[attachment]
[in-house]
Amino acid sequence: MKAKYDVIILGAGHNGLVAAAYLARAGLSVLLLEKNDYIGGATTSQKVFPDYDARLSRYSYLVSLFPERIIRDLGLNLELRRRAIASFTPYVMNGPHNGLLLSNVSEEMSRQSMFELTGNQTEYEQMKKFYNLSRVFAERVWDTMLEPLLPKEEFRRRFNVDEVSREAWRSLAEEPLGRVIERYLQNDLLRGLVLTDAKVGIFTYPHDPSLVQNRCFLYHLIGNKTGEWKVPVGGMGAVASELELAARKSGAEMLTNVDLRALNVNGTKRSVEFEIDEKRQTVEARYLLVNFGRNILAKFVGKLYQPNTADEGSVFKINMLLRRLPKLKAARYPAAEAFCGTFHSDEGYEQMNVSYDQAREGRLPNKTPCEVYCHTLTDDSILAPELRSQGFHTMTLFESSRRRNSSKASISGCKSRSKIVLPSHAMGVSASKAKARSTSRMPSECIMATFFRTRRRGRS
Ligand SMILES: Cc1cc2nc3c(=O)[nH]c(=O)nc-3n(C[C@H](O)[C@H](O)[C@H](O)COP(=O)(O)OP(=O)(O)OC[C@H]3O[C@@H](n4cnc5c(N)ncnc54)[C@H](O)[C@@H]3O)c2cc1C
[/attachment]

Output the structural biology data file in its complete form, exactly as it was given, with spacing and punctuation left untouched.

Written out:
[in-house]
Amino acid sequence: MKAKYDVIILGAGHNGLVAAAYLARAGLSVLLLEKNDYIGGATTSQKVFPDYDARLSRYSYLVSLFPERIIRDLGLNLELRRRAIASFTPYVMNGPHNGLLLSNVSEEMSRQSMFELTGNQTEYEQMKKFYNLSRVFAERVWDTMLEPLLPKEEFRRRFNVDEVSREAWRSLAEEPLGRVIERYLQNDLLRGLVLTDAKVGIFTYPHDPSLVQNRCFLYHLIGNKTGEWKVPVGGMGAVASELELAARKSGAEMLTNVDLRALNVNGTKRSVEFEIDEKRQTVEARYLLVNFGRNILAKFVGKLYQPNTADEGSVFKINMLLRRLPKLKAARYPAAEAFCGTFHSDEGYEQMNVSYDQAREGRLPNKTPCEVYCHTLTDDSILAPELRSQGFHTMTLFESSRRRNSSKASISGCKSRSKIVLPSHAMGVSASKAKARSTSRMPSECIMATFFRTRRRGRS
Ligand SMILES: Cc1cc2nc3c(=O)[nH]c(=O)nc-3n(C[C@H](O)[C@H](O)[C@H](O)COP(=O)(O)OP(=O)(O)OC[C@H]3O[C@@H](n4cnc5c(N)ncnc54)[C@H](O)[C@@H]3O)c2cc1C